Eastern Art Online, Yousef Jameel Centre for Islamic and Asian Art

Ashmolean − Eastern Art Online, Yousef Jameel Centre for Islamic and Asian Art

Chinese Paintings in the Ashmolean Museum, Oxford

A catalogue of the Ashmolean collection of Chinese paintings by Shelagh Vainker (published Oxford, 2000).

Chinese Paintings in the Ashmolean Museum, Oxford by Shelagh Vainker

Publications online: 222 objects

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Birds on a flowering branch

  • Literature notes

    Zhu Cheng was from Jiaxing in Zhejiang province, and was active in Shanghai by 1862. Demand for his small-scale paintings, mostly fans, was high and his later works tend to be larger, and bolder in style. He is best known for bird and flower painting.
  • Description

    Shanghai experienced rapid changes and growth during the 19th century as a port open to the West. Many artists came to Shanghai to seek opportunity and relative safety from political and cultural upheaval. Their work contained less traditional literati symbolism and emphasized the visual content of the painting itself. These paintings were well received by the emerging middle class around Shanghai. Zhu Cheng was one of these artists who were loosely termed the Shanghai School. The lively brushwork and vibrant colours as demonstrated in this painting are major characteristics of the distinctive Shanghai style. Zhu also followed Hua Yan's (1682-1756) techniques and methods of depicting the movements of birds. The inscription reads 'For the esteemed Mr. Kechen to appreciate and critcize.'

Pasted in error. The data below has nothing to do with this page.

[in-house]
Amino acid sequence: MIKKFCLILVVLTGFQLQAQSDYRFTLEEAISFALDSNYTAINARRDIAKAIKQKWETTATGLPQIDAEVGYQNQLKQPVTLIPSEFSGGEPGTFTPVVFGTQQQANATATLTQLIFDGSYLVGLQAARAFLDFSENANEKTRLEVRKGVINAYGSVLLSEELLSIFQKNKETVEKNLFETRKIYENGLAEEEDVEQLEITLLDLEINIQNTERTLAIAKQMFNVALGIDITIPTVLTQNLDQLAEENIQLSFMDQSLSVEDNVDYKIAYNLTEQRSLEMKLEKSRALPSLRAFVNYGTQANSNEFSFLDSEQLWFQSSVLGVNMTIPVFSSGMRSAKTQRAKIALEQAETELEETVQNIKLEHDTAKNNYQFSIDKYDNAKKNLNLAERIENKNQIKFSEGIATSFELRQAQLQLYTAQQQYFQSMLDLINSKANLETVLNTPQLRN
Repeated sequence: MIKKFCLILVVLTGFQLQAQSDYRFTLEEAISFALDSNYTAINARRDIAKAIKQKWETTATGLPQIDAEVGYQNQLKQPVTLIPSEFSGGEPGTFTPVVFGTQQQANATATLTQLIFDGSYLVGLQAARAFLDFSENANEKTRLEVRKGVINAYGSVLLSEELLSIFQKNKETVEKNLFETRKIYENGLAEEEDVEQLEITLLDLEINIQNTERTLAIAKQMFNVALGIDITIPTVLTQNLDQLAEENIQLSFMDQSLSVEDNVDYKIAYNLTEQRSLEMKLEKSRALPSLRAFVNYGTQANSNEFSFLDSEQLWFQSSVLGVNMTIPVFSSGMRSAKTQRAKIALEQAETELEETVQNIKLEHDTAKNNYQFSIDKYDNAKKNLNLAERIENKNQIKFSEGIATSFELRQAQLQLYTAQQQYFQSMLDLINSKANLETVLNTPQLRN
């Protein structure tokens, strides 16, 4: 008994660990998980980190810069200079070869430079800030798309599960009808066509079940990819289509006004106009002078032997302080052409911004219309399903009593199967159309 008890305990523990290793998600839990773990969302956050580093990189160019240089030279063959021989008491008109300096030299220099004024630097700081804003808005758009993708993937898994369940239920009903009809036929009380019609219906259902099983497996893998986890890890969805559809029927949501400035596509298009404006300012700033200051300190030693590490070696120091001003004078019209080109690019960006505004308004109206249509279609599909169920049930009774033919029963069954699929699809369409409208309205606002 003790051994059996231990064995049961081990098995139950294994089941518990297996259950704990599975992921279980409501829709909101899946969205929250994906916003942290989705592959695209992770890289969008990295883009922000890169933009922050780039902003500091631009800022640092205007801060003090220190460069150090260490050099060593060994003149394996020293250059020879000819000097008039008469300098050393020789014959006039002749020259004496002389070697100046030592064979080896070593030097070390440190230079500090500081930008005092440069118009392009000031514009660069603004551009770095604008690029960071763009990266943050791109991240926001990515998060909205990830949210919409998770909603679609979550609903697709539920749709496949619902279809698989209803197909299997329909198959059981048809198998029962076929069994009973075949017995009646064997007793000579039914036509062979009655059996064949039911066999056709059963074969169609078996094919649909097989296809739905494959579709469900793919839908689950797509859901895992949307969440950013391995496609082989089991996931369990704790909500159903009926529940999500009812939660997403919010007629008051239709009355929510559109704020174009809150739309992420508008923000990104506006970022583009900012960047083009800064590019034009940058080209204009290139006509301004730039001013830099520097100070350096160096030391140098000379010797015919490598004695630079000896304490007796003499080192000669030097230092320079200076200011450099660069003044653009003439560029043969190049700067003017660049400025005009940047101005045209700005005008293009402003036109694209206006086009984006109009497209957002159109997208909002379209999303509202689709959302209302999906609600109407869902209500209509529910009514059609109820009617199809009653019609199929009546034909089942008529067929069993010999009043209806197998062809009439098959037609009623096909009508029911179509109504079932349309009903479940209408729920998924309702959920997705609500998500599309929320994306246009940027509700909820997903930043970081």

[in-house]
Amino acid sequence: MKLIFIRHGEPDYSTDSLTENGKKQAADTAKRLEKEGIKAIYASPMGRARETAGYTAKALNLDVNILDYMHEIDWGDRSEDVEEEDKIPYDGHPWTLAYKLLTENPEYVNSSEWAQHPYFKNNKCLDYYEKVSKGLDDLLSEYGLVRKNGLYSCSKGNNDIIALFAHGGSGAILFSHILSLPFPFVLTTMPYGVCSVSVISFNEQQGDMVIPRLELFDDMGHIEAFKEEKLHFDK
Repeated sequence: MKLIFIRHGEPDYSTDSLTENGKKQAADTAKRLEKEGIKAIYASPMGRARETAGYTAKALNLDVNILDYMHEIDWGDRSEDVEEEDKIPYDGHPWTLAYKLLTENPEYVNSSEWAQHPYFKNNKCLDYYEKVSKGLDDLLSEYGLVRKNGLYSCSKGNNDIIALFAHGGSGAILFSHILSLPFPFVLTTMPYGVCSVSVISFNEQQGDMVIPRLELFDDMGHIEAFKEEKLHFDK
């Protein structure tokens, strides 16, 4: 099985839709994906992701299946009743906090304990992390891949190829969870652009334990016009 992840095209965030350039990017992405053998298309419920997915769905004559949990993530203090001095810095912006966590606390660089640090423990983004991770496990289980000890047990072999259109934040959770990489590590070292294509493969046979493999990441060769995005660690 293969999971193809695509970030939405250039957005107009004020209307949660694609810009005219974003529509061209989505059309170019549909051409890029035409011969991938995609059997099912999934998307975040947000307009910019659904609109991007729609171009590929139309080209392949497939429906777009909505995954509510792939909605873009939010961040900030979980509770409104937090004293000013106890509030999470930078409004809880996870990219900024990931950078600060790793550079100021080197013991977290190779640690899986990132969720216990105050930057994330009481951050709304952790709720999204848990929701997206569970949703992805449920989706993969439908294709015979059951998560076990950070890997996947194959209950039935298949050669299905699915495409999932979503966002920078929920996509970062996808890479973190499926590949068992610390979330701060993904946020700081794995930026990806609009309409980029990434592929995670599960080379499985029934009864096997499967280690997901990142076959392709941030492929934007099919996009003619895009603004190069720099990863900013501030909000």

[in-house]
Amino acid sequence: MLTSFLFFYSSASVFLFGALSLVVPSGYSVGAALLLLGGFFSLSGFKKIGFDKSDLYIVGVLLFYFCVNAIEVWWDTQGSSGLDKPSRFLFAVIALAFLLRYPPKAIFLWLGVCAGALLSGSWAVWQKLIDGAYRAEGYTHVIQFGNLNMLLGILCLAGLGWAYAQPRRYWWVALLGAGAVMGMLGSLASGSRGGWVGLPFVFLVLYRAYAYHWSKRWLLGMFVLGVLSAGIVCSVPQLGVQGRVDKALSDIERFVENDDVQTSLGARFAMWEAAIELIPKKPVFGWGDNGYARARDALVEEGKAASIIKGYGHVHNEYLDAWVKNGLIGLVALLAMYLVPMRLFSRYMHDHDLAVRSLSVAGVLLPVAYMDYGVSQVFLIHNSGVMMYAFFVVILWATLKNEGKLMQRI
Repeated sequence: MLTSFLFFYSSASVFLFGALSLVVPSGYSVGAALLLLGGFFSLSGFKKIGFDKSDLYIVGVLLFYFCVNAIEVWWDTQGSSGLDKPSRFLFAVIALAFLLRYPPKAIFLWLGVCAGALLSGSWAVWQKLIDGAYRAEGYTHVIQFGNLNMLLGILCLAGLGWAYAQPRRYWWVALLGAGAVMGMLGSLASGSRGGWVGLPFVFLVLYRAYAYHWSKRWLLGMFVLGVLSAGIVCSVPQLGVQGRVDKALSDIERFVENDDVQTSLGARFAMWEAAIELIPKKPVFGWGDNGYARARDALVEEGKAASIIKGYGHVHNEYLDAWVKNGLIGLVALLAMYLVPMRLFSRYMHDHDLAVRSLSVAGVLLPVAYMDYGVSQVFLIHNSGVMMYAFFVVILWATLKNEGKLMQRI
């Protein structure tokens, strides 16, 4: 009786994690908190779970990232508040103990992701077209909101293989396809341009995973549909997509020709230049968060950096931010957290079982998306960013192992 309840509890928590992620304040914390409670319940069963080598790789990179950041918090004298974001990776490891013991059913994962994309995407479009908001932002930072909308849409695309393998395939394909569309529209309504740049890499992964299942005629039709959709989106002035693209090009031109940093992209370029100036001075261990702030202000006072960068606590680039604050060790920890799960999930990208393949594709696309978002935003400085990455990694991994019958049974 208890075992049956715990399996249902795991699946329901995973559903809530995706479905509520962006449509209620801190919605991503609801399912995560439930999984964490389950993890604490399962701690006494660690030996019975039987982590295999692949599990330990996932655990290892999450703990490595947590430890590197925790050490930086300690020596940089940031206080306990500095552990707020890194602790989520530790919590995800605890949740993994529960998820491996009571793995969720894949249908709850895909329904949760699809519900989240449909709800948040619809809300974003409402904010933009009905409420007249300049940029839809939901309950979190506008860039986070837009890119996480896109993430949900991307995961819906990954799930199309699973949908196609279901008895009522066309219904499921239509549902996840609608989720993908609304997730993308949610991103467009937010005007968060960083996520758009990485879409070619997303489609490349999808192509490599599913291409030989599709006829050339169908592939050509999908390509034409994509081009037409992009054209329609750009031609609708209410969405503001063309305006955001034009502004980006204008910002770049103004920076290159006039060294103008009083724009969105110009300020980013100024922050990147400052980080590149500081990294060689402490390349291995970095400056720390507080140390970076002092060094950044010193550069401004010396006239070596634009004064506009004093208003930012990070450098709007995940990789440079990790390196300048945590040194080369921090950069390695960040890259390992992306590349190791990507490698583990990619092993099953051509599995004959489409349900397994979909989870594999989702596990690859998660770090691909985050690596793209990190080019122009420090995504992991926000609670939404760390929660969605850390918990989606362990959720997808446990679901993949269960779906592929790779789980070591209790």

• Details

    Associated place
    Asia China (place of creation)
    AsiaChina Shanghai province (probable place of creation)
    Zhu Cheng (1826 - 1900) (artist)
    Material and technique
    ink and colour on silk
    mount 55.5 x 40.2 cm (height x width)
    page 24.1 x 25.1 cm (height x width)
    Material index
    Technique index
    Object type index
    No. of items
    Credit line
    Purchased, 1965.
    Accession no.
  • Further reading

    Vainker, Shelagh, Chinese Paintings in the Ashmolean Museum, Oxford (Oxford: Ashmolean Museum, 2000), no. 168 on p. 192, illus. p. 193 fig. 168


    • Second floor | Room 38 | China from 800

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